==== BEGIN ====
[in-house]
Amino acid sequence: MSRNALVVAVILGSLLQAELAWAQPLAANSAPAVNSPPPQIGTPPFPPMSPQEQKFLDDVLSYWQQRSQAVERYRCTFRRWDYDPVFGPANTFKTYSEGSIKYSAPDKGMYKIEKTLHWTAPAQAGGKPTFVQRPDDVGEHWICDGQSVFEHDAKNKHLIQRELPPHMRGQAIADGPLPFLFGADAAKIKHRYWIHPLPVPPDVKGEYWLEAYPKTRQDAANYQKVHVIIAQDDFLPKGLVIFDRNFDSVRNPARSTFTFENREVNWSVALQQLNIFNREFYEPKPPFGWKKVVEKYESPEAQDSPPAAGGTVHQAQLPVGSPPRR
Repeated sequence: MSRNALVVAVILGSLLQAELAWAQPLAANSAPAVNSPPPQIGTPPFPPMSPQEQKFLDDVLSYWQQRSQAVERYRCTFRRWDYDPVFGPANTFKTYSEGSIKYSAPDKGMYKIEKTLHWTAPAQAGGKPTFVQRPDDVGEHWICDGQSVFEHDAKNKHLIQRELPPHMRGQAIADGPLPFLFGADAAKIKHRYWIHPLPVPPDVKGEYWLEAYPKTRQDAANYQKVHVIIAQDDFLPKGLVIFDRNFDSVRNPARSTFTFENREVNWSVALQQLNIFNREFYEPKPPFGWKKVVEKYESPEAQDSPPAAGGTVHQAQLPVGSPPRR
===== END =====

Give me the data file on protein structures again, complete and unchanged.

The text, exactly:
[in-house]
Amino acid sequence: MSRNALVVAVILGSLLQAELAWAQPLAANSAPAVNSPPPQIGTPPFPPMSPQEQKFLDDVLSYWQQRSQAVERYRCTFRRWDYDPVFGPANTFKTYSEGSIKYSAPDKGMYKIEKTLHWTAPAQAGGKPTFVQRPDDVGEHWICDGQSVFEHDAKNKHLIQRELPPHMRGQAIADGPLPFLFGADAAKIKHRYWIHPLPVPPDVKGEYWLEAYPKTRQDAANYQKVHVIIAQDDFLPKGLVIFDRNFDSVRNPARSTFTFENREVNWSVALQQLNIFNREFYEPKPPFGWKKVVEKYESPEAQDSPPAAGGTVHQAQLPVGSPPRR
Repeated sequence: MSRNALVVAVILGSLLQAELAWAQPLAANSAPAVNSPPPQIGTPPFPPMSPQEQKFLDDVLSYWQQRSQAVERYRCTFRRWDYDPVFGPANTFKTYSEGSIKYSAPDKGMYKIEKTLHWTAPAQAGGKPTFVQRPDDVGEHWICDGQSVFEHDAKNKHLIQRELPPHMRGQAIADGPLPFLFGADAAKIKHRYWIHPLPVPPDVKGEYWLEAYPKTRQDAANYQKVHVIIAQDDFLPKGLVIFDRNFDSVRNPARSTFTFENREVNWSVALQQLNIFNREFYEPKPPFGWKKVVEKYESPEAQDSPPAAGGTVHQAQLPVGSPPRR